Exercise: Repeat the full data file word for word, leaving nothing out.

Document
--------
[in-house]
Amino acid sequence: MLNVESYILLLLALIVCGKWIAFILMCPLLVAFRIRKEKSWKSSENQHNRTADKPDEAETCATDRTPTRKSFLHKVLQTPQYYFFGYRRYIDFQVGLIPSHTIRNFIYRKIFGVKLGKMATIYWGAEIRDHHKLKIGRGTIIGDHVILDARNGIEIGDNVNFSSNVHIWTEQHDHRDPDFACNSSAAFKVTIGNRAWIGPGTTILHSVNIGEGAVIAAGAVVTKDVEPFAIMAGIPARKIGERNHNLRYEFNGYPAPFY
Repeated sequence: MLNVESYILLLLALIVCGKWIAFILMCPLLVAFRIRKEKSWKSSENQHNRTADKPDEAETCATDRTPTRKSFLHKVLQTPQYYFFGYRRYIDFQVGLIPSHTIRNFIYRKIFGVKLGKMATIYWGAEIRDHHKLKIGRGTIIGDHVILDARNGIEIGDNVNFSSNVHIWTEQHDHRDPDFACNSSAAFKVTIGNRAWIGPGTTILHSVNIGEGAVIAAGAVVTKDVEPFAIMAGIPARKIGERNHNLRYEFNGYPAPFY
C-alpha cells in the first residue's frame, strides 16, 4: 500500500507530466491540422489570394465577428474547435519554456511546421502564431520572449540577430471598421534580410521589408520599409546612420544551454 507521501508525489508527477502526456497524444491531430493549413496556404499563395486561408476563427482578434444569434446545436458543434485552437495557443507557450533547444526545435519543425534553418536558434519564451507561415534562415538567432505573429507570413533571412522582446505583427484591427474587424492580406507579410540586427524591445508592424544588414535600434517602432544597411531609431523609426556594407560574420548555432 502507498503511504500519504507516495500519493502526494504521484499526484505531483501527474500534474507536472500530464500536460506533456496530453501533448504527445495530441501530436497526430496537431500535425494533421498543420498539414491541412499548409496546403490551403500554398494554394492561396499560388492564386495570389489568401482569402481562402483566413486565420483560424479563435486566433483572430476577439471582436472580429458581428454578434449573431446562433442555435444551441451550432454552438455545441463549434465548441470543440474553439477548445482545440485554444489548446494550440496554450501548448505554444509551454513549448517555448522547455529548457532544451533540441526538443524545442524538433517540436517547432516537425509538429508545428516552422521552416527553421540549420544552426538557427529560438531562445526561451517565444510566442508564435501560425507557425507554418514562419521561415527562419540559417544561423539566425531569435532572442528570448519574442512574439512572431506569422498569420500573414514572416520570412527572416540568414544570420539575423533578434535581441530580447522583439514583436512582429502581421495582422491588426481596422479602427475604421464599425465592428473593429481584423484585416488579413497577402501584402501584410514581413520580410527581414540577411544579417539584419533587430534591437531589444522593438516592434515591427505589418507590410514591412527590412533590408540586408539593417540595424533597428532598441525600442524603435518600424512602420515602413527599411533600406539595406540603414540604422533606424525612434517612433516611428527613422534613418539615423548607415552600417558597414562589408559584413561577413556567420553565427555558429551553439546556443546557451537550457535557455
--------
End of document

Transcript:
[in-house]
Amino acid sequence: MLNVESYILLLLALIVCGKWIAFILMCPLLVAFRIRKEKSWKSSENQHNRTADKPDEAETCATDRTPTRKSFLHKVLQTPQYYFFGYRRYIDFQVGLIPSHTIRNFIYRKIFGVKLGKMATIYWGAEIRDHHKLKIGRGTIIGDHVILDARNGIEIGDNVNFSSNVHIWTEQHDHRDPDFACNSSAAFKVTIGNRAWIGPGTTILHSVNIGEGAVIAAGAVVTKDVEPFAIMAGIPARKIGERNHNLRYEFNGYPAPFY
Repeated sequence: MLNVESYILLLLALIVCGKWIAFILMCPLLVAFRIRKEKSWKSSENQHNRTADKPDEAETCATDRTPTRKSFLHKVLQTPQYYFFGYRRYIDFQVGLIPSHTIRNFIYRKIFGVKLGKMATIYWGAEIRDHHKLKIGRGTIIGDHVILDARNGIEIGDNVNFSSNVHIWTEQHDHRDPDFACNSSAAFKVTIGNRAWIGPGTTILHSVNIGEGAVIAAGAVVTKDVEPFAIMAGIPARKIGERNHNLRYEFNGYPAPFY
C-alpha cells in the first residue's frame, strides 16, 4: 500500500507530466491540422489570394465577428474547435519554456511546421502564431520572449540577430471598421534580410521589408520599409546612420544551454 507521501508525489508527477502526456497524444491531430493549413496556404499563395486561408476563427482578434444569434446545436458543434485552437495557443507557450533547444526545435519543425534553418536558434519564451507561415534562415538567432505573429507570413533571412522582446505583427484591427474587424492580406507579410540586427524591445508592424544588414535600434517602432544597411531609431523609426556594407560574420548555432 502507498503511504500519504507516495500519493502526494504521484499526484505531483501527474500534474507536472500530464500536460506533456496530453501533448504527445495530441501530436497526430496537431500535425494533421498543420498539414491541412499548409496546403490551403500554398494554394492561396499560388492564386495570389489568401482569402481562402483566413486565420483560424479563435486566433483572430476577439471582436472580429458581428454578434449573431446562433442555435444551441451550432454552438455545441463549434465548441470543440474553439477548445482545440485554444489548446494550440496554450501548448505554444509551454513549448517555448522547455529548457532544451533540441526538443524545442524538433517540436517547432516537425509538429508545428516552422521552416527553421540549420544552426538557427529560438531562445526561451517565444510566442508564435501560425507557425507554418514562419521561415527562419540559417544561423539566425531569435532572442528570448519574442512574439512572431506569422498569420500573414514572416520570412527572416540568414544570420539575423533578434535581441530580447522583439514583436512582429502581421495582422491588426481596422479602427475604421464599425465592428473593429481584423484585416488579413497577402501584402501584410514581413520580410527581414540577411544579417539584419533587430534591437531589444522593438516592434515591427505589418507590410514591412527590412533590408540586408539593417540595424533597428532598441525600442524603435518600424512602420515602413527599411533600406539595406540603414540604422533606424525612434517612433516611428527613422534613418539615423548607415552600417558597414562589408559584413561577413556567420553565427555558429551553439546556443546557451537550457535557455